Thursday, March 27, 2014

Psychiatrists aren't crazy about living in Wyoming

They story had me at the first line:
In many parts of Wyoming, it’s impossible to get mental health care.
Darn near impossible in rural areas. Nigh near impossible in settled areas. Close to possible in cities such as Cheyenne and Casper. 

Federal granting agencies consider Wyoming a pioneer state. The entire state, all 98,000 square miles. That means wise heads inside the beltway look out and see a square state filled with yokels in need. That's good news when it comes to getting grants. It's also bad news too, since state-based governmental entities or non-profit orgs or faith-based communities need to fill out the paperwork (or apply online). They often don't. The need is there but the people-power can be lacking. Who will write the grants? And who will manage the grants?

And who will clients turn to when they need a therapist?
The turnover rate for psychiatry in the state, and other providers, is very, very high.
That's PJ Treide being interviewed by Willow Belden on Wyoming Public Radio. PJ is with Health Link Now, a company that provides telepsych services in Wyoming. It lets patients connect with doctors who live elsewhere, using video conferencing.
Treide says Wyoming needs telepsych because it’s next to impossible to convince skilled psychiatrists to live here.
I'm not a psychiatrist, although I sometimes play one on TV. Health Link Now is providing psychiatrists for online sessions. The psychiatrist can be in Brazil, such as the one interviewed by Belden, and the patient can be in Bairoil, which is in Wyoming in case you didn't know.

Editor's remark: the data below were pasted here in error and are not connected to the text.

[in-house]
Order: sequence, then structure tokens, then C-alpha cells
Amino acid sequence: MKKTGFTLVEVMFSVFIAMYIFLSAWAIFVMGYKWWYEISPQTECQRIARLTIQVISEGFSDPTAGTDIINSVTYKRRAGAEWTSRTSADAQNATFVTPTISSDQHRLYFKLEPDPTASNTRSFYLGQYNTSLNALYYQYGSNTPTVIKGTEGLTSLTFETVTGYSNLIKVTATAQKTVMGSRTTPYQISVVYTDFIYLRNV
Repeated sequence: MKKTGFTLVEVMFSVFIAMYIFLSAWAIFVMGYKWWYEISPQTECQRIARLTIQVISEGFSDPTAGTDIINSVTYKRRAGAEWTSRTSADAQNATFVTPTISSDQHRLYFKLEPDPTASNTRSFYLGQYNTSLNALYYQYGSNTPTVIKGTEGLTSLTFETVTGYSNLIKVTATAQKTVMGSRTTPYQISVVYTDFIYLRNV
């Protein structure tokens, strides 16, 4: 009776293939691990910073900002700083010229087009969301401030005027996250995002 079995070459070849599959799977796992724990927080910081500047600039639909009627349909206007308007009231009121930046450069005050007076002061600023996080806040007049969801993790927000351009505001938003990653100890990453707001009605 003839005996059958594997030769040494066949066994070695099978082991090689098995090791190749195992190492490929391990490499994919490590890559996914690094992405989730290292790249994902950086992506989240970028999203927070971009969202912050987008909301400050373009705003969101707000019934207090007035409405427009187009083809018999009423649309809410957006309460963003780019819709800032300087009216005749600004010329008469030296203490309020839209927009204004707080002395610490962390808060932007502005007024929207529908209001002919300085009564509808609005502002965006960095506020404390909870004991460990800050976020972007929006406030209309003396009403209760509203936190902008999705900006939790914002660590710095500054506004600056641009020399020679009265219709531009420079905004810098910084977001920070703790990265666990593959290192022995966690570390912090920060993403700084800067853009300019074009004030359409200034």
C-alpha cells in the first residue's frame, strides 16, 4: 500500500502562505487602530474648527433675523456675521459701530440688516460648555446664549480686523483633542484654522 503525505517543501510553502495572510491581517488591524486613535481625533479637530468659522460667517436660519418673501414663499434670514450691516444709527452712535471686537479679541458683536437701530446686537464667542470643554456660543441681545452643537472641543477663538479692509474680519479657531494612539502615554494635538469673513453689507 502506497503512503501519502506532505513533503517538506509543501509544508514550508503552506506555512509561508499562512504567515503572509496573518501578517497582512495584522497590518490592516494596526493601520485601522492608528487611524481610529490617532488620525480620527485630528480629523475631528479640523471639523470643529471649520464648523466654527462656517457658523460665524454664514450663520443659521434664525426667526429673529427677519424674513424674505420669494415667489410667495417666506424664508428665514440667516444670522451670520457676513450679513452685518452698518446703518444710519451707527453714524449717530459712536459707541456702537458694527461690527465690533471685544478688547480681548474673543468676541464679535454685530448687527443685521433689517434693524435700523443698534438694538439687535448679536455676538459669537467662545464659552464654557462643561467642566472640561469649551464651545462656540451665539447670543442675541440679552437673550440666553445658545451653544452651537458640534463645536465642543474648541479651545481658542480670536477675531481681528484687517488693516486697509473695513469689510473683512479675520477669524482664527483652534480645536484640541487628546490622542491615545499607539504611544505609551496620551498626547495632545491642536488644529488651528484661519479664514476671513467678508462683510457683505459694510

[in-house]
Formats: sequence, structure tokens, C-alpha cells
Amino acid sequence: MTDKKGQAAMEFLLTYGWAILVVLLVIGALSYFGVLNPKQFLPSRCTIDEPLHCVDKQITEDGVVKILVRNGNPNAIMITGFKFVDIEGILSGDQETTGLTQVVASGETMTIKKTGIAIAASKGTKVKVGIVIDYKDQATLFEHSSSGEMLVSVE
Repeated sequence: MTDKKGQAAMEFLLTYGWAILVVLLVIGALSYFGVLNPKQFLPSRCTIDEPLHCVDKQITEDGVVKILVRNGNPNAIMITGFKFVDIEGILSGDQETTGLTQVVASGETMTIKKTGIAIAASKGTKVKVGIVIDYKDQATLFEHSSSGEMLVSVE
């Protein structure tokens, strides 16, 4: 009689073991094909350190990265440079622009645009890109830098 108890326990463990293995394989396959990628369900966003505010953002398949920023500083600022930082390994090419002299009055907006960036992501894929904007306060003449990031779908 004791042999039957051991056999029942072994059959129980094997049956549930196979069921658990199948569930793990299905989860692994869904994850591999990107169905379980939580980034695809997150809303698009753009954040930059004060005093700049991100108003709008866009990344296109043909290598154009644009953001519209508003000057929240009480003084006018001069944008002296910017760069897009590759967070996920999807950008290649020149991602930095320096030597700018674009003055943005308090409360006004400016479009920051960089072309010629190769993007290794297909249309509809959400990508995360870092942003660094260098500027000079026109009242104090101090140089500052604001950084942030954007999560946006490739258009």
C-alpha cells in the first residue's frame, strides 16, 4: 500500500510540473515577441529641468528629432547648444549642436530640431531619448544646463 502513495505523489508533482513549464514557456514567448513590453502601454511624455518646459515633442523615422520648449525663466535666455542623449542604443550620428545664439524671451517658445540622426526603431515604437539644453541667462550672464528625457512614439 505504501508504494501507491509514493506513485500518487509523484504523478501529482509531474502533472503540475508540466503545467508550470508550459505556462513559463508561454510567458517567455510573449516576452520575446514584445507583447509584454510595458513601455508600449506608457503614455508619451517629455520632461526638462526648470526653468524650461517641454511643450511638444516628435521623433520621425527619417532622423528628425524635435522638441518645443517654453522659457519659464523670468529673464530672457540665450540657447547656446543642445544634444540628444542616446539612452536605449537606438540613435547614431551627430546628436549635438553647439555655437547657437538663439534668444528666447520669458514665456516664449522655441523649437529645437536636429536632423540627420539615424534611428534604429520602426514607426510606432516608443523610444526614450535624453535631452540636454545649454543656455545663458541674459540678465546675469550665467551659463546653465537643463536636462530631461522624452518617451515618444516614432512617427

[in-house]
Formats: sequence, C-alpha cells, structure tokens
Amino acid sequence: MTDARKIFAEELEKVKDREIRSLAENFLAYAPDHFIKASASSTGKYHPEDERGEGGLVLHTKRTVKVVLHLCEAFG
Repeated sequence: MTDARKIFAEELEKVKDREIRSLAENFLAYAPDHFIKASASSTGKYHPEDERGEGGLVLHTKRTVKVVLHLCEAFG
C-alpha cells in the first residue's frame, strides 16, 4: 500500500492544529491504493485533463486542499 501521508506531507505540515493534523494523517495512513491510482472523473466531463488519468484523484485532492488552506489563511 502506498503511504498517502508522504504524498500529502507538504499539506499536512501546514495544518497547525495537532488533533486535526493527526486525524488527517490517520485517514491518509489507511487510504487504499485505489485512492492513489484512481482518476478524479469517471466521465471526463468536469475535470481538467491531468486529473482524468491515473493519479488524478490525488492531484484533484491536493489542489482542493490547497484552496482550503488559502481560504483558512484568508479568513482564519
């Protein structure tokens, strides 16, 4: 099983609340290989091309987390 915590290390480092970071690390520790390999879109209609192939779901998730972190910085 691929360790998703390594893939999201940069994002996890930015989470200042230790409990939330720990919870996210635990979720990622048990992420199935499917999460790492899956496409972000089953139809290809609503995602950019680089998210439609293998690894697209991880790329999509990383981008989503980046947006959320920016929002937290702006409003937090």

Thing is, there are psychiatrists in Wyoming that are doing telepsych sessions. My shrink has a video screen the size of his entire wall. When he's not dealing with my psyche, he's delving into the psyches of clients in rural areas or even Rawlins, which has driven more than one doc back to his/her urban roots to get a decent cup of coffee and attend an occasional performance of Aida. This is a rural-urban issue. A recent story in Colorado's 5280 Magazine said that 80 percent of all of the state's mental health providers live in Denver and Colorado Springs. Hugo and Simla share the other 20 percent with La Junta and Craig and all the other less-teeming burgs.

If there's ever been a state made for telepsych, it's Wyoming. It's happening now. But few insurance carriers are on board, insisting that patients actually see someone in-person before they fork over the dough they've been deducting from your paycheck for several decades. I could see myself holding sessions via telepsych. There have been times in my bouts with depression that I've needed a real person in the room. "You gotta help me, doc. I see everything twice!" But not now, not when I'm cruising along on a pretty mellow mixture of psychoactive meds. "I'm OK, doc. I see everything once."

Read more about telepsych here.

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